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Rosenqvist: Andretti alliance “huge” in MSR IndyCar upturn

Written by Archie O’Reilly


Felix Rosenqvist has lauded the influence of Meyer Shank Racing’s technical alliance with Andretti Global after taking pole position for the opening heat race as part of the NTT IndyCar Series’ $1 Million Challenge at the Thermal Club. 


“Obviously we lean a lot on Andretti Global,” Rosenqvist said in a post-session media availability at Thermal. “We do all the engineering stuff with them. That’s been huge actually to just dig for info, talk to those guys. It’s very open. That’s been hugely helpful to understand what this car is like, what tools we have.”


The teams’ drivers have spent a lot of time on each others’ trucks and pit stands during test days, with a sharing of ideas between the teams. It has often been referred to as there being “five cars”, especially since Andretti’s decision to downsize from four to three cars for 2024.


Rosenqvist previously mentioned - during the St. Petersburg weekend, where a seventh-place finish bettered a best race finish of 10th for the team in 2023 - that the two teams have worked closely together “a lot” to drive improvement. He credited the Andretti package as a reason behind such a strong debut weekend with the team. 


Fast forward to Thermal and Rosenqvist said he “nailed” qualifying again. “I didn’t over-push anywhere,” he said. “I think that was the right strategy. You see so many people making mistakes. If you get a gust of wind in the wrong place, you can end up in the wall.”


Andretti had a much more challenging qualifying day in windy conditions at Thermal. Colton Herta and Kyle Kirkwood finished 11th and 13th respectively in the opening group of 14 drivers after messy sessions. Marcus Ericsson then made a more grave error, crashing out of the second session, meaning he will start his heat race from the rear.


But Rosenqvist pipped Team Penske’s Scott McLaughlin to top spot by 0.0237 seconds in the first qualifying group for their allies, with rookie teammate Tom Blomqvist fifth in the second group. This follows Rosenqvist’s second-place qualifying finish on the streets of St. Petersburg, which was the team’s best qualifying result since 2021.


Thermal qualifying saw push-to-pass on offer for the first time in qualifying, plus only one tyre set available to drivers. Rosenqvist credited the openness to use the event for experimentation, leading to a high-adrenaline, “one-and-done” session. He did a better job at adapting than anyone.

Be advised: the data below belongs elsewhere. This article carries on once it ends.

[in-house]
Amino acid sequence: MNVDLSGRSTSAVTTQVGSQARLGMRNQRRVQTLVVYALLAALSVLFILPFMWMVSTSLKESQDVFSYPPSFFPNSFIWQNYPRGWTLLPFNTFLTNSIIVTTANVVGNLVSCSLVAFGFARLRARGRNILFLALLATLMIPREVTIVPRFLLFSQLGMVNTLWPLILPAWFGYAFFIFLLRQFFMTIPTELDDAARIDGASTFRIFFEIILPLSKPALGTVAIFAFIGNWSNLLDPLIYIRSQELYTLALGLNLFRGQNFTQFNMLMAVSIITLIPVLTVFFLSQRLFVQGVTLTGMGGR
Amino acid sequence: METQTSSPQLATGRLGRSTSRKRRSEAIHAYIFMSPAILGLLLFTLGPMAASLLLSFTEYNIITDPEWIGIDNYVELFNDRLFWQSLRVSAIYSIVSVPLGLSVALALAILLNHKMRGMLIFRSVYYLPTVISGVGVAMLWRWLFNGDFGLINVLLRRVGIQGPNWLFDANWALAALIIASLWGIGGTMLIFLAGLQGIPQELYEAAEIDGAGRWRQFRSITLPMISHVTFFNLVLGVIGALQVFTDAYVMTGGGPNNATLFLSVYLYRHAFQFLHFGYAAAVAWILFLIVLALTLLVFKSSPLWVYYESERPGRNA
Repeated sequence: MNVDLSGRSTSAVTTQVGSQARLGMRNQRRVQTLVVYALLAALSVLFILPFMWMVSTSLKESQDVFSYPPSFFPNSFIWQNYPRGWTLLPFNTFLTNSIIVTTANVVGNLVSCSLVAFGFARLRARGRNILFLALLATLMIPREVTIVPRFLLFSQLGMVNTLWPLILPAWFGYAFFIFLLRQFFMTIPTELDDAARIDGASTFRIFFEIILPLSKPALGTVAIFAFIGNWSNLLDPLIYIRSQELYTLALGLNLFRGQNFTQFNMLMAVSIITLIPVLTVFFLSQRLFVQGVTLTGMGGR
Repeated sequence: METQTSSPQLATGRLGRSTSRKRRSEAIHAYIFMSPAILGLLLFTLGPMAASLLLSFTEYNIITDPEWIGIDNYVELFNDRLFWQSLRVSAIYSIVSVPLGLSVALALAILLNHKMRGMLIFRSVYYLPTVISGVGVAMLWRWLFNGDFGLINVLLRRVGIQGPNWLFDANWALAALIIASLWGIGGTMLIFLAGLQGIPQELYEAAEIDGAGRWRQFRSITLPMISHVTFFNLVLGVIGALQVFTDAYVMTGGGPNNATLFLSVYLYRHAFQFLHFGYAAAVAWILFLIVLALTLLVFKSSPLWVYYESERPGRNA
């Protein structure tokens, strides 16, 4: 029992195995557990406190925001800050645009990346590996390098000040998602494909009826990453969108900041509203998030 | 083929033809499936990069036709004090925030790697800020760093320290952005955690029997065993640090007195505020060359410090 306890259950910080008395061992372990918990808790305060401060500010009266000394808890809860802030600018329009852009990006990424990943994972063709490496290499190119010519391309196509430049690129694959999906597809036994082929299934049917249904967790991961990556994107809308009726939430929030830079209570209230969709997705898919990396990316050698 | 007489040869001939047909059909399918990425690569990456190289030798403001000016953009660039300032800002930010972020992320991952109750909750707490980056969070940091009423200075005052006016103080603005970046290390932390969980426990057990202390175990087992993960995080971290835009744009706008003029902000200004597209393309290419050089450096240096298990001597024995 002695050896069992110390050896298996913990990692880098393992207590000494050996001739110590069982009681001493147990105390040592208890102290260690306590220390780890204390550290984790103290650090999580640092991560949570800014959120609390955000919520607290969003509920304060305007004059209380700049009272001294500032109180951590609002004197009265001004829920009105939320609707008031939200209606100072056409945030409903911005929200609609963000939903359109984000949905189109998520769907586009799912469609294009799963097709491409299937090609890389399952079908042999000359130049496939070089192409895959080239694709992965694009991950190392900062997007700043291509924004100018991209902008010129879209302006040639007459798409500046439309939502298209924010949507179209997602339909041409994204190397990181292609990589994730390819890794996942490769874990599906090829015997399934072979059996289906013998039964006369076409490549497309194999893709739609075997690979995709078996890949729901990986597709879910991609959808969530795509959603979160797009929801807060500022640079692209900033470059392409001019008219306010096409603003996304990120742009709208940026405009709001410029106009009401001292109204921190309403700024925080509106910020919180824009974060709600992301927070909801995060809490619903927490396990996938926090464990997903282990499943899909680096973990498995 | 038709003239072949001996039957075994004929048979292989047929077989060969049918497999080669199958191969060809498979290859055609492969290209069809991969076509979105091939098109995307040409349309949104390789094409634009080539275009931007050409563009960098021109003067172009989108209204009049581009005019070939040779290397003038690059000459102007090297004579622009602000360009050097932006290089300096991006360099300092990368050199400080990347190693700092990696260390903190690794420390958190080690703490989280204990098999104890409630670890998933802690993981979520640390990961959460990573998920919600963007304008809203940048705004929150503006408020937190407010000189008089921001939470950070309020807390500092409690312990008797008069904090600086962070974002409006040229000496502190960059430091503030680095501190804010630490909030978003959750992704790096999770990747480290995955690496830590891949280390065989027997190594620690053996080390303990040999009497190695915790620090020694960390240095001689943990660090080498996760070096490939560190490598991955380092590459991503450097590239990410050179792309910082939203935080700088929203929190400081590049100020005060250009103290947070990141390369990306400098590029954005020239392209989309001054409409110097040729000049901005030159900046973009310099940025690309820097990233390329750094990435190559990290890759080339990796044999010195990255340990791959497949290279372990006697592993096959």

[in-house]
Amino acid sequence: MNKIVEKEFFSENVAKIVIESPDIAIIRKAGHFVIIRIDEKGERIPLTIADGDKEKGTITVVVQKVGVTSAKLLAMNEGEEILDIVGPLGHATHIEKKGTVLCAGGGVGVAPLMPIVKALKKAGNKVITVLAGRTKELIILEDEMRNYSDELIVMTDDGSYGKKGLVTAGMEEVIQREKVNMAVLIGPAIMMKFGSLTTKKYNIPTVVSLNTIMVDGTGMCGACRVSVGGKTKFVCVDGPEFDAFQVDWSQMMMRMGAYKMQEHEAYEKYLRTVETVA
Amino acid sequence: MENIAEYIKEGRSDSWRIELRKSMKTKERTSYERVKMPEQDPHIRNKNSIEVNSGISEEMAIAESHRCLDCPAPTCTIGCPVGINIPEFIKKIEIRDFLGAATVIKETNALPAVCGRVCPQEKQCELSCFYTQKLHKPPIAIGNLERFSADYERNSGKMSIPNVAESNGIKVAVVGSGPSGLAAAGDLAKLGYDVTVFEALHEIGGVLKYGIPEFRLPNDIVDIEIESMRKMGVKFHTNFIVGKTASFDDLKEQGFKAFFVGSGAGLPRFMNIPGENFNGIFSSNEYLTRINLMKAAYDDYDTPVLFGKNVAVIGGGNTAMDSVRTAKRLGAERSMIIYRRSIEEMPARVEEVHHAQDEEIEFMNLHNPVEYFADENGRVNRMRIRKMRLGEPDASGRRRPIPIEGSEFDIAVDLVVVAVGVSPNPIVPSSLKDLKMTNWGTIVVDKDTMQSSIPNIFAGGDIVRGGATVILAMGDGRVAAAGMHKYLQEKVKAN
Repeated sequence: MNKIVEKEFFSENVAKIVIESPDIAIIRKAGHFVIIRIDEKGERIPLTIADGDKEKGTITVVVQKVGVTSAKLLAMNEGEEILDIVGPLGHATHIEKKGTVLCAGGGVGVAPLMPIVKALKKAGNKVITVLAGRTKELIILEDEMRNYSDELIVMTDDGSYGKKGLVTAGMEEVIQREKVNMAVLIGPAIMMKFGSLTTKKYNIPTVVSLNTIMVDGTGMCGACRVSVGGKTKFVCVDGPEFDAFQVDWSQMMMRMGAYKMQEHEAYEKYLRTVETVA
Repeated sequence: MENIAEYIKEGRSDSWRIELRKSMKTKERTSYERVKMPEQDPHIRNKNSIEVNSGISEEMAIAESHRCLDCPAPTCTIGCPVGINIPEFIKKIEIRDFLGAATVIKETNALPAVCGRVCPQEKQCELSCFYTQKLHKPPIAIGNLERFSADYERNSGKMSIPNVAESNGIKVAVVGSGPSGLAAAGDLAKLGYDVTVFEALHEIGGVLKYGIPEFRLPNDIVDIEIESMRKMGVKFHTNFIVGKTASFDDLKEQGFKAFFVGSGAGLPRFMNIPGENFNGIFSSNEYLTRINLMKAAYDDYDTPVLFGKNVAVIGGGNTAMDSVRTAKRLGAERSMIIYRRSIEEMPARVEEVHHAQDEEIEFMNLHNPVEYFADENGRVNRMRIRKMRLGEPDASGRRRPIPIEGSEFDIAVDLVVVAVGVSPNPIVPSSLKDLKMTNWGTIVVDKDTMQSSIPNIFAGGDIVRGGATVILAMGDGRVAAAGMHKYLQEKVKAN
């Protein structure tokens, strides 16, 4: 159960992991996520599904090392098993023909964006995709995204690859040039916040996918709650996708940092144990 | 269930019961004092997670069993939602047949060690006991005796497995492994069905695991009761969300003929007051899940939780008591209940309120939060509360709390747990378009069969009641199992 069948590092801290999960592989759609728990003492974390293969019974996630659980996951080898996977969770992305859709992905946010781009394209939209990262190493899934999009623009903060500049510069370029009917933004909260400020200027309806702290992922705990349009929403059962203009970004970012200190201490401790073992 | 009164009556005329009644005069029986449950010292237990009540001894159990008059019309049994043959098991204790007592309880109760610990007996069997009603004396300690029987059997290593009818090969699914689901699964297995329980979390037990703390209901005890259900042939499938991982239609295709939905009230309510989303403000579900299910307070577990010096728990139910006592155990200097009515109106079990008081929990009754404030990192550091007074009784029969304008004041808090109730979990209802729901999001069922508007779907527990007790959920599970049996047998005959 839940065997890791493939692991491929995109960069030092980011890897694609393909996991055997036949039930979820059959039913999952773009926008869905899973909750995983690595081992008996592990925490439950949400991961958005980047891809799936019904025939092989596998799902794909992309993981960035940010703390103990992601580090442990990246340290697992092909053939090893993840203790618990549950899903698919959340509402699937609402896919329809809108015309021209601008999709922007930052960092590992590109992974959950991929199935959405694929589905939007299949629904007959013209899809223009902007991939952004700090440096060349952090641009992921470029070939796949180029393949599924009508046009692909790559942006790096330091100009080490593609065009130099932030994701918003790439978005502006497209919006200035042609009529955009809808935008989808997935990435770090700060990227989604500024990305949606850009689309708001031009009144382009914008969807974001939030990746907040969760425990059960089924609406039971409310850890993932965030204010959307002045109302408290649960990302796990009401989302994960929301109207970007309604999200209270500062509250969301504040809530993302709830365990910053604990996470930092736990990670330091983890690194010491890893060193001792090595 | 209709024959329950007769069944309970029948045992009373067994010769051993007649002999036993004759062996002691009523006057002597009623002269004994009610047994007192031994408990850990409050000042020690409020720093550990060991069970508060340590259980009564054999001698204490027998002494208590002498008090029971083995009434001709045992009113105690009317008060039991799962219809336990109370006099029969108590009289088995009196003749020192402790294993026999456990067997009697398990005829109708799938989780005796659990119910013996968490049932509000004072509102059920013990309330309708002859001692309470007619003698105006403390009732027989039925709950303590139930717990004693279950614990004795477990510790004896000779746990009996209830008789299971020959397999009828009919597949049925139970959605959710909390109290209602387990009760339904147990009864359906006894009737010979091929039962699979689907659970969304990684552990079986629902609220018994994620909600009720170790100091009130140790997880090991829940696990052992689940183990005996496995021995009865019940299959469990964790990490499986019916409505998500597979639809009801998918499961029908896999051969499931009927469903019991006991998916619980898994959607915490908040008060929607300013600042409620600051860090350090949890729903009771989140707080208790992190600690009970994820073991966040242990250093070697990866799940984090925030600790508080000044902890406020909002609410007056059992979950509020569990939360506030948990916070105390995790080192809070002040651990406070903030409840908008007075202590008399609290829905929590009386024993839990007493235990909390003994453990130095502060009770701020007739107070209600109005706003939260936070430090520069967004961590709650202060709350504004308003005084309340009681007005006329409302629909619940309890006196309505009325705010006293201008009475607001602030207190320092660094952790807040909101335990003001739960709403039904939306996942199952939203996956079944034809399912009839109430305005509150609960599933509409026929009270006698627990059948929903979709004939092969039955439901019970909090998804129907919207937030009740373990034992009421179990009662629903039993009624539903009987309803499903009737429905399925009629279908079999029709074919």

“I think the car really suits me naturally,” Rosenqvist said. “I think it benefits my driving style probably a bit more. It’s very good on the brakes, which is, I think, a bit of my strength. I think, at least on these kinds of tracks, where you have a lot of braking, a lot of straight line, hard braking, it’s been really good for me.”


For the first time in his IndyCar career, Rosenqvist is the most experienced driver within his team. He has admitted he is enjoying being a part of a lower-scale outfit, where things have clicked from the outset and he is able to bring his experiences from spells at Chip Ganassi Racing and Arrow McLaren to the table.


“They had a tough year last year,” Rosenqvist said of the team. “[There was] a little bit of a rethink. I brought some ideas. [It was] kind of just a clean sheet.”


Rosenqvist’s sole career IndyCar victory came in the second of his two years at Ganassi. But Sunday’s 10-lap heat race, then maybe the ‘final’ race too, offers a chance to get back in the winners’ circle, even if not a points-paying race.


“It’s an angry pack behind in the mirror,” Rosenqvist said. “I think it’s about the start and getting away, but, man, everyone’s going to go for it. That’s the beauty and the curse of this format. Everyone is just going to give it all, and that’s what we did now and ended up first.”


Rosenqvist believes that, in the high-speed section of the track, following other cars could be difficult. There has already been a high level of degradation during nine hours of testing, when drivers were searching for clean air. It will not be “a walk in the park”, in the Swede’s words.


“I’m going to put a bumper on the rear because it’s going to be tight,” second group pole-sitter Alex Palou joked. “With the push-to-pass being enabled on the start, and the tow, it’s going to be tight. Nobody’s safe.”


Palou will have the benefit of observing Rosenqvist leading his heat to green - the first race event of this magnitude on the Thermal track. The Spaniard said he will “hopefully follow” or alternatively “just do the complete opposite depending on how he goes”.

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